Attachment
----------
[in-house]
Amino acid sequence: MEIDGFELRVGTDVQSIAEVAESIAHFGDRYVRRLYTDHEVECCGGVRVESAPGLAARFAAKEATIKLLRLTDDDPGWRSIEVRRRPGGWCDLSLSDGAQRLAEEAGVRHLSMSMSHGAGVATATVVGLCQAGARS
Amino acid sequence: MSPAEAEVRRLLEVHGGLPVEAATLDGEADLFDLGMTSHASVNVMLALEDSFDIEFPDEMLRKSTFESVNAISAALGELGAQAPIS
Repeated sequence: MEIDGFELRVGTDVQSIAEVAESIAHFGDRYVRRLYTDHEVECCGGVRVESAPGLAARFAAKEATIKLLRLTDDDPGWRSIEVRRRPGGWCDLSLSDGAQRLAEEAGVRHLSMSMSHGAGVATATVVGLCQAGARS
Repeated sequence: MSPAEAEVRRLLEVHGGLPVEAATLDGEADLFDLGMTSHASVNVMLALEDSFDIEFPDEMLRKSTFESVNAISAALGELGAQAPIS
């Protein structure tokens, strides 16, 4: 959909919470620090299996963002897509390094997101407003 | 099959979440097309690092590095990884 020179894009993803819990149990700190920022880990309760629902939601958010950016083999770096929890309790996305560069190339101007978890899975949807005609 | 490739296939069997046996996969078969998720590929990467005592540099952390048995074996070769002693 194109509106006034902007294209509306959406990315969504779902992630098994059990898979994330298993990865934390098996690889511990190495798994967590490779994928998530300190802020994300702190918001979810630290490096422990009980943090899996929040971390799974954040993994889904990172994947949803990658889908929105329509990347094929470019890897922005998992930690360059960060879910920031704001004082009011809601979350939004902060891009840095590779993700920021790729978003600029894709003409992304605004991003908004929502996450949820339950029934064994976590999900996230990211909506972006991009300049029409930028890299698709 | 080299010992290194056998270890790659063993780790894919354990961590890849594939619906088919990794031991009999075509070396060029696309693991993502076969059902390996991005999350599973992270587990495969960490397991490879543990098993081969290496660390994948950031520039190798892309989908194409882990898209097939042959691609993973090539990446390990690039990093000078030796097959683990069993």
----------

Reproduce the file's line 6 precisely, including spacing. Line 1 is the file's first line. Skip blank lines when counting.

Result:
């Protein structure tokens, strides 16, 4: 959909919470620090299996963002897509390094997101407003 | 099959979440097309690092590095990884 020179894009993803819990149990700190920022880990309760629902939601958010950016083999770096929890309790996305560069190339101007978890899975949807005609 | 490739296939069997046996996969078969998720590929990467005592540099952390048995074996070769002693 194109509106006034902007294209509306959406990315969504779902992630098994059990898979994330298993990865934390098996690889511990190495798994967590490779994928998530300190802020994300702190918001979810630290490096422990009980943090899996929040971390799974954040993994889904990172994947949803990658889908929105329509990347094929470019890897922005998992930690360059960060879910920031704001004082009011809601979350939004902060891009840095590779993700920021790729978003600029894709003409992304605004991003908004929502996450949820339950029934064994976590999900996230990211909506972006991009300049029409930028890299698709 | 080299010992290194056998270890790659063993780790894919354990961590890849594939619906088919990794031991009999075509070396060029696309693991993502076969059902390996991005999350599973992270587990495969960490397991490879543990098993081969290496660390994948950031520039190798892309989908194409882990898209097939042959691609993973090539990446390990690039990093000078030796097959683990069993």